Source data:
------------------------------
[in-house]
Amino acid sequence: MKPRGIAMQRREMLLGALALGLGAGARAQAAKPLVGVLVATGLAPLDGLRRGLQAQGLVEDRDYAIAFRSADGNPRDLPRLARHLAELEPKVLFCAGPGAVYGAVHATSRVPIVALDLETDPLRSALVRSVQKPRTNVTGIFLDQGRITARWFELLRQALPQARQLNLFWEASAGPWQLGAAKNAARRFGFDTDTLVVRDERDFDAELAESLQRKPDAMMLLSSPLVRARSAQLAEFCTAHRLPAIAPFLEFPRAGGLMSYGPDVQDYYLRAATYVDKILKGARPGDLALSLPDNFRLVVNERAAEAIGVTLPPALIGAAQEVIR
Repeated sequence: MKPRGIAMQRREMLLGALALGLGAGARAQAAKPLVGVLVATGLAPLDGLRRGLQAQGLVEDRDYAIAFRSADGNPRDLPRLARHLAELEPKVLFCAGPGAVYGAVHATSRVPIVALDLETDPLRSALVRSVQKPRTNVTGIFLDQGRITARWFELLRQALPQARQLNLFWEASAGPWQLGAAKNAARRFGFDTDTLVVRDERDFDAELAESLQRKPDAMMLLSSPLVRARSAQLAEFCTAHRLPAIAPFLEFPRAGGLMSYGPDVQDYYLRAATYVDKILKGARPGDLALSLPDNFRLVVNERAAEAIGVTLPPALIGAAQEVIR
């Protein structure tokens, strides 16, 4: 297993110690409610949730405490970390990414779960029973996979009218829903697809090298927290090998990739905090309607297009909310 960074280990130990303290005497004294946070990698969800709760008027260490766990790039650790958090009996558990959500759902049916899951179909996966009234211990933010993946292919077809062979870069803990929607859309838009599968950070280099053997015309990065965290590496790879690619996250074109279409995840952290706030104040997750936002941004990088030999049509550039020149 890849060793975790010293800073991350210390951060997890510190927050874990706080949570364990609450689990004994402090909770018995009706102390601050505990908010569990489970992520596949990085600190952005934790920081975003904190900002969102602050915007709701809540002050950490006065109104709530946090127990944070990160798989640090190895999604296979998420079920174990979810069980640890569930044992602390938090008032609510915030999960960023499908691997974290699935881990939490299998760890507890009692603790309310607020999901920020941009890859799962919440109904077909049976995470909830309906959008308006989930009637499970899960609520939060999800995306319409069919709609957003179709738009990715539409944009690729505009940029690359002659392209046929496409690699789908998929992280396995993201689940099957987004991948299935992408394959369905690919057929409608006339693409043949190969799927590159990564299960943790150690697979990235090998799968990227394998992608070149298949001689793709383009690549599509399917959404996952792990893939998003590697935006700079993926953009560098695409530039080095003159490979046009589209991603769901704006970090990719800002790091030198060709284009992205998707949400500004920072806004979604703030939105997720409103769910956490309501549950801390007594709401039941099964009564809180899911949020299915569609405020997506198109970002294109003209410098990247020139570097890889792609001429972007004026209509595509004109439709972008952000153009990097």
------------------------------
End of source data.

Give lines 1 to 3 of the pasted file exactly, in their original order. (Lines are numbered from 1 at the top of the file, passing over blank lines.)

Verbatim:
[in-house]
Amino acid sequence: MKPRGIAMQRREMLLGALALGLGAGARAQAAKPLVGVLVATGLAPLDGLRRGLQAQGLVEDRDYAIAFRSADGNPRDLPRLARHLAELEPKVLFCAGPGAVYGAVHATSRVPIVALDLETDPLRSALVRSVQKPRTNVTGIFLDQGRITARWFELLRQALPQARQLNLFWEASAGPWQLGAAKNAARRFGFDTDTLVVRDERDFDAELAESLQRKPDAMMLLSSPLVRARSAQLAEFCTAHRLPAIAPFLEFPRAGGLMSYGPDVQDYYLRAATYVDKILKGARPGDLALSLPDNFRLVVNERAAEAIGVTLPPALIGAAQEVIR
Repeated sequence: MKPRGIAMQRREMLLGALALGLGAGARAQAAKPLVGVLVATGLAPLDGLRRGLQAQGLVEDRDYAIAFRSADGNPRDLPRLARHLAELEPKVLFCAGPGAVYGAVHATSRVPIVALDLETDPLRSALVRSVQKPRTNVTGIFLDQGRITARWFELLRQALPQARQLNLFWEASAGPWQLGAAKNAARRFGFDTDTLVVRDERDFDAELAESLQRKPDAMMLLSSPLVRARSAQLAEFCTAHRLPAIAPFLEFPRAGGLMSYGPDVQDYYLRAATYVDKILKGARPGDLALSLPDNFRLVVNERAAEAIGVTLPPALIGAAQEVIR